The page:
Last week the adoption law in Arkansas that banned any unmarried person living with a partner from serving as an adoptive or foster parent was declared unconstitutional by a district judge. This didn't make the headlines either in the mainstream press or in the gay media, which was surprising to me. The suit was brought by the American Civil Liberties Union (of which I have been a proud member for many years) on behalf of a lesbian couple that couldn't adopt, a grandmother who couldn't adopt her own grandchildren when her child couldn't raise the children, and married heterosexual couples who would not have been able to have a relative or friend adopt their children if the couples were to die.

That's what the right wing bigots don't get - when you try to make a law discriminating against gays and lesbians you also drag in straight people like the grandmother and married couples. In my own family I have a cousin whose husband died while serving in the military. She lives on her military widow's pension, which she would lose if she remarries. So she's lived with a guy for the last 7 years or so. By this law she wouldn't be able to adopt her nieces or nephews. That's crazy.

This law was a response to an earlier law that banned only gays and lesbians from adopting that was declared unconstitutional by the Arkansas State Supreme Court a few years earlier. The judge rightly declared that the law was not "in the best interest of the child" as other laws require. The state of Arkansas is expected to appeal.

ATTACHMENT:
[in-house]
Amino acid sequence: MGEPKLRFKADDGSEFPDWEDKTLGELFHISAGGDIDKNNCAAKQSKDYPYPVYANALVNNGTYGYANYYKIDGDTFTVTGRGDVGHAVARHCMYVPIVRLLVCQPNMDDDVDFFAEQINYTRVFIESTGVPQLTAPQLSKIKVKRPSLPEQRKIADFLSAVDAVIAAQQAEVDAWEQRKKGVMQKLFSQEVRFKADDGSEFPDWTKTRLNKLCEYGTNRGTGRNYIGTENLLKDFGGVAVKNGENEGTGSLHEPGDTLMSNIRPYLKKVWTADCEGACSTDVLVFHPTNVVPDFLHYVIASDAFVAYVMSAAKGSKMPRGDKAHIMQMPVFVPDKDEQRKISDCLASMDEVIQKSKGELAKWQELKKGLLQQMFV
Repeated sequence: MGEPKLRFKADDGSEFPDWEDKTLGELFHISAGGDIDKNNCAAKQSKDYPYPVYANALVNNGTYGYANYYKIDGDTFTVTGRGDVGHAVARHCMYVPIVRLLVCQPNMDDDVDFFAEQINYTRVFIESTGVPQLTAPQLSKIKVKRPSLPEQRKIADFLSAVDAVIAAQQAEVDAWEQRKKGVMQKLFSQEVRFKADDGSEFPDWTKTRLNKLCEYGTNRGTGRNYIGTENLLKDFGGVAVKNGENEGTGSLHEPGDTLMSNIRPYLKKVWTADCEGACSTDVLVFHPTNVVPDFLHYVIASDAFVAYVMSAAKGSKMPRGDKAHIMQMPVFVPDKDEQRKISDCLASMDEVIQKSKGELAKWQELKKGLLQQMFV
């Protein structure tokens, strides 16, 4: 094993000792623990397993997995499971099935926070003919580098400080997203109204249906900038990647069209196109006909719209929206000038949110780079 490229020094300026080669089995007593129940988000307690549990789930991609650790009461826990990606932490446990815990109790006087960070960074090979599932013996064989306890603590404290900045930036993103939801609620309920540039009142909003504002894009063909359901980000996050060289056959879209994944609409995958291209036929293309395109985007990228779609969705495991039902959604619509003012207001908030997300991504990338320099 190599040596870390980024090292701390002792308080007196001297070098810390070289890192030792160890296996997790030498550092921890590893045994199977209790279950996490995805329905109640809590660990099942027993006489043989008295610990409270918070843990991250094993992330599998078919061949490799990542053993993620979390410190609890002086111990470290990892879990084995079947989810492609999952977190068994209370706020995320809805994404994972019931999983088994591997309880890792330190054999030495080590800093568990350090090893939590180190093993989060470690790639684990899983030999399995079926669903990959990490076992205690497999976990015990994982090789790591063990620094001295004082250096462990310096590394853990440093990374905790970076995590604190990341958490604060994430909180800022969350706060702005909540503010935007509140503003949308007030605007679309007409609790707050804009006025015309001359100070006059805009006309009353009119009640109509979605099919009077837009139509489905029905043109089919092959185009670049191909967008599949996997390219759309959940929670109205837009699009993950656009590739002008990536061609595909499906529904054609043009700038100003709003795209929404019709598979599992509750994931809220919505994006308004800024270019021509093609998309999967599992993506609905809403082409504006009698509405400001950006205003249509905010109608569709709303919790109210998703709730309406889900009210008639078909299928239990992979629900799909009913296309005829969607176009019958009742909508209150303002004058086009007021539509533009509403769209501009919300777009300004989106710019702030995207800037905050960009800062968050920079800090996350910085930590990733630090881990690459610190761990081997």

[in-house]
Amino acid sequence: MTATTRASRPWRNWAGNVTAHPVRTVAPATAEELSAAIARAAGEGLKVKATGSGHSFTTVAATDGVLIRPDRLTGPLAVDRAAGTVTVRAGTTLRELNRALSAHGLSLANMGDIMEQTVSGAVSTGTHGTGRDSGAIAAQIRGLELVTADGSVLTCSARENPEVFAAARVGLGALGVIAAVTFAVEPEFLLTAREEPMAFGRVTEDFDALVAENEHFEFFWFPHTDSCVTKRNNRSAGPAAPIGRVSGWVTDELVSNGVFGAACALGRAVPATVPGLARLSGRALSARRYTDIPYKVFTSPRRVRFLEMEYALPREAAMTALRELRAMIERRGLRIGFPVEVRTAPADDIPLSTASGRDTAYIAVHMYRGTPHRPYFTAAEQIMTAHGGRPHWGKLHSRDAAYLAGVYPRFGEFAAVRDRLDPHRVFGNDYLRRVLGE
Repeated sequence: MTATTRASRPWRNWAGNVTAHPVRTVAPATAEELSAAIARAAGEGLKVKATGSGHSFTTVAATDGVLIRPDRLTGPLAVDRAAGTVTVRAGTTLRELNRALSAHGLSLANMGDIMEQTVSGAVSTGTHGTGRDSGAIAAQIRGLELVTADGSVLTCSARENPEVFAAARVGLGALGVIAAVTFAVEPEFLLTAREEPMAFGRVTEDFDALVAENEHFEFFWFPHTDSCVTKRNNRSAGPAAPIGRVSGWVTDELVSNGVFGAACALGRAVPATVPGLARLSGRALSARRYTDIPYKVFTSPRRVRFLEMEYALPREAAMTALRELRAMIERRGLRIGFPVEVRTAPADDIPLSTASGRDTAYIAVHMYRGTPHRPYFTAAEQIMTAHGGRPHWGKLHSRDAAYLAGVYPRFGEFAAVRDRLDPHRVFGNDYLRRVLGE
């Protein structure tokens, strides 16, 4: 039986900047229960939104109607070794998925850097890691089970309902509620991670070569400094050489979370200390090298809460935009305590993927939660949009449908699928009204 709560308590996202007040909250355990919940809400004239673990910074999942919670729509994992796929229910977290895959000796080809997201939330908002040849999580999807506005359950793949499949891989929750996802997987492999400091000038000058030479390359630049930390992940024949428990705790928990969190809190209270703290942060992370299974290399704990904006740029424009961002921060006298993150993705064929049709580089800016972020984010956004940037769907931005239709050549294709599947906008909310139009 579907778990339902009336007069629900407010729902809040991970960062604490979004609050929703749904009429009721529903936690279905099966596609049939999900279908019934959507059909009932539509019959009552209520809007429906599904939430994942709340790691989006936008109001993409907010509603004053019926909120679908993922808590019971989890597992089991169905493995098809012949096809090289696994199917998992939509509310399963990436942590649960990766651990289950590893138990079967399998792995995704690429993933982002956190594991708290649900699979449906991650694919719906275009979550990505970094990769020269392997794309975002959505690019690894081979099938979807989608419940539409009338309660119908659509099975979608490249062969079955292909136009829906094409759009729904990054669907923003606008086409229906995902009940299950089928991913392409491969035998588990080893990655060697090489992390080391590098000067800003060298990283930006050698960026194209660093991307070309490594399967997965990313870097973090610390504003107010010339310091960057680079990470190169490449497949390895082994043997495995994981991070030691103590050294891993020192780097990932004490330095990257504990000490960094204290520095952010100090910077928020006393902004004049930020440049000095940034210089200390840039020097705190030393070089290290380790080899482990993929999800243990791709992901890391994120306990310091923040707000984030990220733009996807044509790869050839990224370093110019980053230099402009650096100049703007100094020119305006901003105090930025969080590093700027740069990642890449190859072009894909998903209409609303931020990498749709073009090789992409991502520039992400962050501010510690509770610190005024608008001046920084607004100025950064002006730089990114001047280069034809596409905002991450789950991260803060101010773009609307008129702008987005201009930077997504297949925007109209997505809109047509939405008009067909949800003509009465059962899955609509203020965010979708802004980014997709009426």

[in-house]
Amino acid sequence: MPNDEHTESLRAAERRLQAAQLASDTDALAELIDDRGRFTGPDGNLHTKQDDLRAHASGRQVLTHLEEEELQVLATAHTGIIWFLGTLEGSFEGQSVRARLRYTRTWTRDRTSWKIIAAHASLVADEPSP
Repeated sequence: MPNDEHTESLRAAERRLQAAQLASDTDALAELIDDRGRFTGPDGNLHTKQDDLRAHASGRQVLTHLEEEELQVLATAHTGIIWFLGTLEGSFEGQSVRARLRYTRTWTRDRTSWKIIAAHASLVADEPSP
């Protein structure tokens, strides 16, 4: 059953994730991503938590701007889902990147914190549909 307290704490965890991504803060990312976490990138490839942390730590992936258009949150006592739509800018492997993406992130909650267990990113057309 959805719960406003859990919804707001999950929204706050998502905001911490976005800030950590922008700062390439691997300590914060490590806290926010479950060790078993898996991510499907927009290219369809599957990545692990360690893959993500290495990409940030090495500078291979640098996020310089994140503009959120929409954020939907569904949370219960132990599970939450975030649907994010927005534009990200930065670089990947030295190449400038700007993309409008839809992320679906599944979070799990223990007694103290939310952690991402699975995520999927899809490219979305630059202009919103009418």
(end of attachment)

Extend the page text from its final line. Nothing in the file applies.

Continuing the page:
This is another example of the laws against gays and lesbians being declared unconstitutional. I hope that the two big challenges to marriage equality heading to the national Supreme Court continue this trend. Also perhaps the challenge to Don't Ask, Don't Tell will also be successful.

I also wanted to welcome a new follower, David. I don't know much about you, David, although you seem to like cats. If you want, you can introduce yourself and tell us about you. Don't feel any pressure though, it's up to you.

Monday, April 19, 2010

Supreme Court, gay rights and religion

Today the US Supreme Court heard arguments in a case about religious freedom and gay rights. A Christian law student group at the University of California Berkeley was denied official recognition as a campus organization because they would not admit gays and lesbians, based on the religious views of the organization.

The Christian law student group's argument was that the university can't dictate who they must admit to their group, because that infringes on their religious right to admit only that who follow their (narrow, right wing) beliefs on who is a Christian. I can kinda see that, but I think that the opposing argument is stronger.